Jake Kara

Jake is a former managing editor of The Ridgefield Press, a Hersam Acorn newspaper. He worked for the community newspaper chain as a reporter and editor for five years before joining the Mirror staff. He studied professional writing at Western Connecticut State University and is a graduate student in computer science at Harvard Extension School.

Recent Posts

Judge: Magnet schools cannot be made more segregated

Filling empty seats with more black and Hispanic students from Hartford, a Superior Court judge ruled Friday, would erode the Connecticut Supreme Court’s landmark Sheff v. O’Neill desegregation decision, issued nearly 21 years ago, which found Hartford students “suffer daily” from the inequities caused by severe racial isolation. Continue Reading →

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New database: How your school stacks up on important measures

Our Your School database provides a broad collection of measures parents can use to judge their child’s school – from where money is spent to class sizes to how often students are disciplined. Today’s release contains data of particular value in evaluating schools’ results with one of the state’s lowest-performing populations – English learners. The Mirror is currently publishing a series of stories examining the teaching of English learners in Connecticut. The second story in that series will appear Tuesday. Continue Reading →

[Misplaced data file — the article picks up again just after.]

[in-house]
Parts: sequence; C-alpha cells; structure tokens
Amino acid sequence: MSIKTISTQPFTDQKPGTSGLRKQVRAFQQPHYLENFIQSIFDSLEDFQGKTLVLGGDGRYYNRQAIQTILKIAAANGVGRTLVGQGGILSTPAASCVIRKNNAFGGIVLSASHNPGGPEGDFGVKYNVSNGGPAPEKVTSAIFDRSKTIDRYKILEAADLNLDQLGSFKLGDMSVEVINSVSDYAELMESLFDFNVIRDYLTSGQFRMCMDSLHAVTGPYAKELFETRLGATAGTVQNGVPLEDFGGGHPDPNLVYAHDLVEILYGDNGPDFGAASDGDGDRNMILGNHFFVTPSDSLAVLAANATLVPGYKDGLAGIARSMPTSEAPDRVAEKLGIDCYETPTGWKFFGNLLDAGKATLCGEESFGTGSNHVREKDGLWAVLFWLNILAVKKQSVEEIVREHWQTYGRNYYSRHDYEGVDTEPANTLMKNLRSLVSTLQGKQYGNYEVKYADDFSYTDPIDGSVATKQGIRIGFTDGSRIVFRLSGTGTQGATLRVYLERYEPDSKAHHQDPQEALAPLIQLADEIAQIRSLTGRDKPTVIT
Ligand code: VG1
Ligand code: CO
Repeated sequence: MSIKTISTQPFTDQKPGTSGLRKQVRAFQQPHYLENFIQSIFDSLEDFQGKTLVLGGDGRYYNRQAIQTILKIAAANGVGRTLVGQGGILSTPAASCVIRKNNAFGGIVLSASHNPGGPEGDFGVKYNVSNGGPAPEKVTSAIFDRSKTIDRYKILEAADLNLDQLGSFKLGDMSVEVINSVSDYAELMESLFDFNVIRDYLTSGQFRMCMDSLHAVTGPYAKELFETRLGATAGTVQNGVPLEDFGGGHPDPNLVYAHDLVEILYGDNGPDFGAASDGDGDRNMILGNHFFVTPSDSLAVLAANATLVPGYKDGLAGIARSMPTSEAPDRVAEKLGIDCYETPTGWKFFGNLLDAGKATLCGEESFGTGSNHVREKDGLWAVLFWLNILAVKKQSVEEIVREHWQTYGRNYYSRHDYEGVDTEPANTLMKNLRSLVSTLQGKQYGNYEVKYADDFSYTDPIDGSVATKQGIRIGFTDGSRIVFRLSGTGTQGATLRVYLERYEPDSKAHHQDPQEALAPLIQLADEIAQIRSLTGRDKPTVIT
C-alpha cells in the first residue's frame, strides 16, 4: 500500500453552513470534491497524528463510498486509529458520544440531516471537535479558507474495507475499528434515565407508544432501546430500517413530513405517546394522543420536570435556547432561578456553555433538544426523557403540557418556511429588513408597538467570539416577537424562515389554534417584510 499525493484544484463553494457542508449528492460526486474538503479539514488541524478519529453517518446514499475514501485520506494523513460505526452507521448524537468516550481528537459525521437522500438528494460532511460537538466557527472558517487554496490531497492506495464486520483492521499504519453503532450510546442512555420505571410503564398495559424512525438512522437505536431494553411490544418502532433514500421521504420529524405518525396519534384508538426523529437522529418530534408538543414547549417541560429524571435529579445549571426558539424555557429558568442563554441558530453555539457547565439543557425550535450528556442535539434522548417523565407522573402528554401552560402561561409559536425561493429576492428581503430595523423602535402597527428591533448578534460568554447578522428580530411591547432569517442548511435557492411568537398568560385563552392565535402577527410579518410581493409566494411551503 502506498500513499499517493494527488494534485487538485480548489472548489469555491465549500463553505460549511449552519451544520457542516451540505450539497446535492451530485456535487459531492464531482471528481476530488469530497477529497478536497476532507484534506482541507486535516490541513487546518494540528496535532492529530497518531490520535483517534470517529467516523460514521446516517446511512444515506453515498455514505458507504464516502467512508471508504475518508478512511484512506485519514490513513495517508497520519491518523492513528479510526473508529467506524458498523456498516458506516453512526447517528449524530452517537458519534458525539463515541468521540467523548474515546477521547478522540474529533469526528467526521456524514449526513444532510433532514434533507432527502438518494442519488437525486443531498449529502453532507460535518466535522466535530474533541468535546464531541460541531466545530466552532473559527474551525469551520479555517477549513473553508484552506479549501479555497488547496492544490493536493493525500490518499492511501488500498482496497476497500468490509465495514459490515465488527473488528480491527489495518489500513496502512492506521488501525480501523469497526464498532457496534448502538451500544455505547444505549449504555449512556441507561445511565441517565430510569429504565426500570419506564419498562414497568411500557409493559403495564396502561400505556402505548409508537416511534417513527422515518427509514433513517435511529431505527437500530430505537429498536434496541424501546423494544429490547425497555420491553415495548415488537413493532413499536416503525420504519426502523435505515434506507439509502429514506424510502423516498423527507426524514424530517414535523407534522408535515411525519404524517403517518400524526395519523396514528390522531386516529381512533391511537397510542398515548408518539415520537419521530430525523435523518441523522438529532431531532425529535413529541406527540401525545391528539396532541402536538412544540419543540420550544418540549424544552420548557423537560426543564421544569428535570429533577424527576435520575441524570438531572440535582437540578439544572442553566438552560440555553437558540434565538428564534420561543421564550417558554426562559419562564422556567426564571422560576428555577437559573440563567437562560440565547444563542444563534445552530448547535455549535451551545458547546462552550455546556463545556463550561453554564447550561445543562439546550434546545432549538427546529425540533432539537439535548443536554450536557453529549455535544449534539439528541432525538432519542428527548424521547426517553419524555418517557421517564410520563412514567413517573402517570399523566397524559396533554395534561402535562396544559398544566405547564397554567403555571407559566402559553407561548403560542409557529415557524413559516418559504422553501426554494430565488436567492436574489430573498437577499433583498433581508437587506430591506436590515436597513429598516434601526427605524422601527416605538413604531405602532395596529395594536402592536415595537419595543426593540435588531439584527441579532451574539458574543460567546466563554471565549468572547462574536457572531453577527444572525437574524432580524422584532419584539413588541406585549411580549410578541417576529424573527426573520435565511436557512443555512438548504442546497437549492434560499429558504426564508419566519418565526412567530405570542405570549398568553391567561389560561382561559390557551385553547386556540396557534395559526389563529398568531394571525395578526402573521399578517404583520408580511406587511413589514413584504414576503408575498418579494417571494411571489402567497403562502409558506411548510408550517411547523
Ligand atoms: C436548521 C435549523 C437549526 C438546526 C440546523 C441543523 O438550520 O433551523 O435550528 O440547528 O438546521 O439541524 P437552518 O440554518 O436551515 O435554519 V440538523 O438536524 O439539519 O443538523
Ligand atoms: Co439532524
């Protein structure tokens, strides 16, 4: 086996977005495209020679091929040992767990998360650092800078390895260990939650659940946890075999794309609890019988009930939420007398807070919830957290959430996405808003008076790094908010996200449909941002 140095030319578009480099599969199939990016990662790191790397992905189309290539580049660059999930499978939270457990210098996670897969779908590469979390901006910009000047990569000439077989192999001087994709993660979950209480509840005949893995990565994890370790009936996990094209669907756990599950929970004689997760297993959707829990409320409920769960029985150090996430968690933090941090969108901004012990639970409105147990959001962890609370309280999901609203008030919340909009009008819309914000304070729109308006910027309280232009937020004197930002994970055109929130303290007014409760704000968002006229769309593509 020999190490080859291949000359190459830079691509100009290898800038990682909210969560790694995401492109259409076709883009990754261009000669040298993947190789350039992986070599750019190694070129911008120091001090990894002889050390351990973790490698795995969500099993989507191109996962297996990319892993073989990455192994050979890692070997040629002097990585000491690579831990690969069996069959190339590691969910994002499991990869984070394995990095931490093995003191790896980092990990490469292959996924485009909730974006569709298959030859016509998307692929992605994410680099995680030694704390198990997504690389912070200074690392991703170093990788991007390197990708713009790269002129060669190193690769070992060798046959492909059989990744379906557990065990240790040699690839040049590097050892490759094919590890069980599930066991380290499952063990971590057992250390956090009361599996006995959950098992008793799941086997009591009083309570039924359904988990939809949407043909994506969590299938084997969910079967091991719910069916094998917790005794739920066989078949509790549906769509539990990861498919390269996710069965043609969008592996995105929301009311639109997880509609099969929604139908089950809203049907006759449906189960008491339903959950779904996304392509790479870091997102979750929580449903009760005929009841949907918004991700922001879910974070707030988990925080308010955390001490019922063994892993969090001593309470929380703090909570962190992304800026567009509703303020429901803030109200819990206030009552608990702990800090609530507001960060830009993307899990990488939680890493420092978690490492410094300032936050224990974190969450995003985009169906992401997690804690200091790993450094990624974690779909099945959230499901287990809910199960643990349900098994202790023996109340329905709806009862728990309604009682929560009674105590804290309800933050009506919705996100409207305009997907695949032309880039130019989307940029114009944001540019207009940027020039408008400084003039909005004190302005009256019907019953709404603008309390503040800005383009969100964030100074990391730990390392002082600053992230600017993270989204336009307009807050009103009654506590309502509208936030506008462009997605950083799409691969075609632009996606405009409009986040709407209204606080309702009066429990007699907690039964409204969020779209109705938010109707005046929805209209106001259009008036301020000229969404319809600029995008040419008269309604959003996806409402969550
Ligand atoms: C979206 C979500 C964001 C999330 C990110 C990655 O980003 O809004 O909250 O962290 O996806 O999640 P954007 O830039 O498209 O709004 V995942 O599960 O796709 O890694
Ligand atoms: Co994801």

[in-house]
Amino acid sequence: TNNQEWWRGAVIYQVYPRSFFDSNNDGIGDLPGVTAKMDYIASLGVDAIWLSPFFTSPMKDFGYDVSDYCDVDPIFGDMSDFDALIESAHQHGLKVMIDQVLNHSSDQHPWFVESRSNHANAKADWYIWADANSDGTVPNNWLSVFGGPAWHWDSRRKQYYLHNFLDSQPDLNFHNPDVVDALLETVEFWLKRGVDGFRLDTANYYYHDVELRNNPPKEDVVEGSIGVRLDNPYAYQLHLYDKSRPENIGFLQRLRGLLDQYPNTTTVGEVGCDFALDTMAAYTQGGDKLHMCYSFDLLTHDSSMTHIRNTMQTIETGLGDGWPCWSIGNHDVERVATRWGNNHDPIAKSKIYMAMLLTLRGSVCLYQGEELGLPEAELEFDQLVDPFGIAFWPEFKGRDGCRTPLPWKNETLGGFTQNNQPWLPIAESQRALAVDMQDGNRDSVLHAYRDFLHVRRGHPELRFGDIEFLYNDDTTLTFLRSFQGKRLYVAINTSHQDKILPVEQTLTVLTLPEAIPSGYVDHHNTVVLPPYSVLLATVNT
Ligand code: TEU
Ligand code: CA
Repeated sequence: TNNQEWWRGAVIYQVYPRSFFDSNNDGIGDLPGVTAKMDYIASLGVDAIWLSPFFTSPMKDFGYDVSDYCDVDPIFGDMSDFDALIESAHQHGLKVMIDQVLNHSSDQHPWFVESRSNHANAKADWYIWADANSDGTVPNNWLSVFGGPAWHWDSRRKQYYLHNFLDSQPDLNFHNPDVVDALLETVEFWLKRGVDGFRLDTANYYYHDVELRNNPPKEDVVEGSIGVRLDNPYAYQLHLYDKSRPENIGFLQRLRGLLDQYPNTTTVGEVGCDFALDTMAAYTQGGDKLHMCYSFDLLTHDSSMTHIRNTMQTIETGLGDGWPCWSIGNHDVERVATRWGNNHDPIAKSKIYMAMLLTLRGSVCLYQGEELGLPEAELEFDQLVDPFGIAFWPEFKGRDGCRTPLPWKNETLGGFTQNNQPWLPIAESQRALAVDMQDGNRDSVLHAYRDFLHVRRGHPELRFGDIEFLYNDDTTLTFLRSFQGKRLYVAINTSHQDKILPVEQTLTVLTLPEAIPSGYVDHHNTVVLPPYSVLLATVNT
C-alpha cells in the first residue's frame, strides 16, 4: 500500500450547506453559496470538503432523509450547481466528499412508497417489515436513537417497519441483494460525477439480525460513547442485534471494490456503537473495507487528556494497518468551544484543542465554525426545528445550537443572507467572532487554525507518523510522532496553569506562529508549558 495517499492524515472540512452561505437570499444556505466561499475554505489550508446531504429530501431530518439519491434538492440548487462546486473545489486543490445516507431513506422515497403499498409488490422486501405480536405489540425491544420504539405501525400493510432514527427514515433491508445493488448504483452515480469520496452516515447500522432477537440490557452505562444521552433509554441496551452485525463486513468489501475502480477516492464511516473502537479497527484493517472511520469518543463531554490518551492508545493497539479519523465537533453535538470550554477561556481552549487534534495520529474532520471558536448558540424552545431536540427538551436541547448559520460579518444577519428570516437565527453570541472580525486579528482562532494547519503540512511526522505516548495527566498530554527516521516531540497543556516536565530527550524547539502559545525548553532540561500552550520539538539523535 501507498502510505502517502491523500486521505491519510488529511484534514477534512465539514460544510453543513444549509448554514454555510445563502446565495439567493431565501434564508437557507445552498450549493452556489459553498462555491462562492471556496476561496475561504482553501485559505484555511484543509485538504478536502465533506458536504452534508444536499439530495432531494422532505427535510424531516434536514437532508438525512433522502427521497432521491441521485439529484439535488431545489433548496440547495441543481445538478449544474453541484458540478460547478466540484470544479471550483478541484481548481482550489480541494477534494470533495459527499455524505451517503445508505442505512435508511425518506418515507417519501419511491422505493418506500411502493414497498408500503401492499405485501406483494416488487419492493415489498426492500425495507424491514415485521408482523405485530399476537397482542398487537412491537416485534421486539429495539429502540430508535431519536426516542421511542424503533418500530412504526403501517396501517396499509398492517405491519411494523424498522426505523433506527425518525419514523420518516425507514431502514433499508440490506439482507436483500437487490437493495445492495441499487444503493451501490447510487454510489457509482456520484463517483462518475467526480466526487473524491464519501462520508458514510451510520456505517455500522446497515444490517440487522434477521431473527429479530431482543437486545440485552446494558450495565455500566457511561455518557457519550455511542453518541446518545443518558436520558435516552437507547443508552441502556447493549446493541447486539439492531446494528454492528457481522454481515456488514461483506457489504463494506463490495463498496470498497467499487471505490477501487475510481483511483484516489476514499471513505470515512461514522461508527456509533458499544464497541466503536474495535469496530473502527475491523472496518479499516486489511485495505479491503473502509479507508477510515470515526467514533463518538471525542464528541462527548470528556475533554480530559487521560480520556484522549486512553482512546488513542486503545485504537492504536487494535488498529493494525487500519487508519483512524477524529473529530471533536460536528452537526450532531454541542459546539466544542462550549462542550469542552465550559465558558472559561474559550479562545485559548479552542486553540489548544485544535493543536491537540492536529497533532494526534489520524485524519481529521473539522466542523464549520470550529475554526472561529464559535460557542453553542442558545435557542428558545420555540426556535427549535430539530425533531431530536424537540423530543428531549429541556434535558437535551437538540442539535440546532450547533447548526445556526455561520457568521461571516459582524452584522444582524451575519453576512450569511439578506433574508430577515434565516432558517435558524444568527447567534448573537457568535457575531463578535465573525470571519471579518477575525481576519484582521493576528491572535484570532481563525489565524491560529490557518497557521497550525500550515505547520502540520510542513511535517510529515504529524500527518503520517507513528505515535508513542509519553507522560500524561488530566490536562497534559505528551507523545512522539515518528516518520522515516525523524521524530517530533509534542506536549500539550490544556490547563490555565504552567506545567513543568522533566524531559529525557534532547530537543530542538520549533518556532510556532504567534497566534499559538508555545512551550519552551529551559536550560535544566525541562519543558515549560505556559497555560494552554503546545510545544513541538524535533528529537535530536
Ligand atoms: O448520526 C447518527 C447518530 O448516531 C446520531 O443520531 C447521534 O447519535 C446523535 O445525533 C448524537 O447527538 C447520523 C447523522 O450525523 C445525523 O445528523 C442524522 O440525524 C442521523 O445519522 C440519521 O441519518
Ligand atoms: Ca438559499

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Malloy would cut local aid deeply to offset eroding CT tax receipts

Gov. Dannel P. Malloy has recommended more than $700 million in cuts to municipal aid to help compensate for a $1.5 billion projected decline in state income tax receipts over the next two years. Continue Reading →

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One option for promoting faster public Internet still on the table

Updated at 6:30 p.m.
A bill that would have prevented towns from using their reserved space on telephone poles to provide high-speed Internet services to the public failed to gain enough traction to get out of committee this session. That leaves an option on the table for town and municipal officials looking for creative ways to improve the state’s Internet infrastructure. Continue Reading →

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State releases revamped grades for every school – and most drop

The zero-to-100 grade the state gives every public school and district each year declined for the vast majority of public schools and districts. But the state’s education commissioner said the widespread declines should be seen as part of a recalibration of the grading system. Most students scored better on standardized tests. Continue Reading →

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